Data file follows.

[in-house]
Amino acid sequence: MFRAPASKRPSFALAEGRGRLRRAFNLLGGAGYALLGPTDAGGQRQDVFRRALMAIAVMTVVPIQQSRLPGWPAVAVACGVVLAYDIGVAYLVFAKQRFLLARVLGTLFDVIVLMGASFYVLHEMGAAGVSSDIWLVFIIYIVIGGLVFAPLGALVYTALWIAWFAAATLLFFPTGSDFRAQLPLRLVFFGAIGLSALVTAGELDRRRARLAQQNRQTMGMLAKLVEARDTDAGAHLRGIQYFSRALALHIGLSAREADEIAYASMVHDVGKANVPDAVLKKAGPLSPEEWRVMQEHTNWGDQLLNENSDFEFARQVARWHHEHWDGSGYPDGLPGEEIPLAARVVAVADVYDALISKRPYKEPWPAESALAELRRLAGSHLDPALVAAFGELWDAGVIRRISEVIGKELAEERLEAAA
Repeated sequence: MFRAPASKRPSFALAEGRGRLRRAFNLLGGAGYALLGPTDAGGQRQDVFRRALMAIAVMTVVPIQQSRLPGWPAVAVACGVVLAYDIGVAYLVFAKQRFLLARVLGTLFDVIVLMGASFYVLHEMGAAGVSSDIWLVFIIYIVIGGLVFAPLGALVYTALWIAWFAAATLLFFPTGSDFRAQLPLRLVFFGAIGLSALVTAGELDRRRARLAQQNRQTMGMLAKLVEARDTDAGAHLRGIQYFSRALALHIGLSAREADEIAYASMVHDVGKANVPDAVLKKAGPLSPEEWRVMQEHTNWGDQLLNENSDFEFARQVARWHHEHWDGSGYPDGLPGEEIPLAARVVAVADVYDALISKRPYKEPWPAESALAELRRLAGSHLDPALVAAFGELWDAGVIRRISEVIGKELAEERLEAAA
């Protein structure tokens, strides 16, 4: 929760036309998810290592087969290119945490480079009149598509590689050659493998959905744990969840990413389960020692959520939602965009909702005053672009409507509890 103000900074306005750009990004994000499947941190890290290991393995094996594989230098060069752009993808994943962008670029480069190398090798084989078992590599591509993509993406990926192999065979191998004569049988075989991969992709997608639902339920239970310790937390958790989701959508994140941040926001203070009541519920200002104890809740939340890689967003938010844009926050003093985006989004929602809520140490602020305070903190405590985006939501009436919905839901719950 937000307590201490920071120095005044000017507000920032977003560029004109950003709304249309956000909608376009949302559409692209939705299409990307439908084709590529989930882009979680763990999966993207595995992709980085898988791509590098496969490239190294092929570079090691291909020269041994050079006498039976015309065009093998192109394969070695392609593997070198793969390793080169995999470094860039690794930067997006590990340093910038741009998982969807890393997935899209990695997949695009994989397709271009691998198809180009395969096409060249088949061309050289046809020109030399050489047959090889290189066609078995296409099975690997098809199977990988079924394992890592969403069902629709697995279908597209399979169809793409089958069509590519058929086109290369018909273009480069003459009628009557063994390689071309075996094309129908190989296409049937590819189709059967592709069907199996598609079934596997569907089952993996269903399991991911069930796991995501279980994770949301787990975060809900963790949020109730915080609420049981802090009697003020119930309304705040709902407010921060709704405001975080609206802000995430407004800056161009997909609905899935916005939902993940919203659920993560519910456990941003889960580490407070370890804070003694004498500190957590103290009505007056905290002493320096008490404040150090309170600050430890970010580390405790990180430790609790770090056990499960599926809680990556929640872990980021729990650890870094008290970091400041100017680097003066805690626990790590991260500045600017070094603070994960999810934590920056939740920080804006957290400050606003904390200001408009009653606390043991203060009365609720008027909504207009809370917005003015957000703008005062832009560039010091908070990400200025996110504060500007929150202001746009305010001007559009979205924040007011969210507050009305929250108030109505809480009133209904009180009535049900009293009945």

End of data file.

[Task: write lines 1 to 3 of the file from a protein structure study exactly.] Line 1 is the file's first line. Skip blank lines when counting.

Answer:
[in-house]
Amino acid sequence: MFRAPASKRPSFALAEGRGRLRRAFNLLGGAGYALLGPTDAGGQRQDVFRRALMAIAVMTVVPIQQSRLPGWPAVAVACGVVLAYDIGVAYLVFAKQRFLLARVLGTLFDVIVLMGASFYVLHEMGAAGVSSDIWLVFIIYIVIGGLVFAPLGALVYTALWIAWFAAATLLFFPTGSDFRAQLPLRLVFFGAIGLSALVTAGELDRRRARLAQQNRQTMGMLAKLVEARDTDAGAHLRGIQYFSRALALHIGLSAREADEIAYASMVHDVGKANVPDAVLKKAGPLSPEEWRVMQEHTNWGDQLLNENSDFEFARQVARWHHEHWDGSGYPDGLPGEEIPLAARVVAVADVYDALISKRPYKEPWPAESALAELRRLAGSHLDPALVAAFGELWDAGVIRRISEVIGKELAEERLEAAA
Repeated sequence: MFRAPASKRPSFALAEGRGRLRRAFNLLGGAGYALLGPTDAGGQRQDVFRRALMAIAVMTVVPIQQSRLPGWPAVAVACGVVLAYDIGVAYLVFAKQRFLLARVLGTLFDVIVLMGASFYVLHEMGAAGVSSDIWLVFIIYIVIGGLVFAPLGALVYTALWIAWFAAATLLFFPTGSDFRAQLPLRLVFFGAIGLSALVTAGELDRRRARLAQQNRQTMGMLAKLVEARDTDAGAHLRGIQYFSRALALHIGLSAREADEIAYASMVHDVGKANVPDAVLKKAGPLSPEEWRVMQEHTNWGDQLLNENSDFEFARQVARWHHEHWDGSGYPDGLPGEEIPLAARVVAVADVYDALISKRPYKEPWPAESALAELRRLAGSHLDPALVAAFGELWDAGVIRRISEVIGKELAEERLEAAA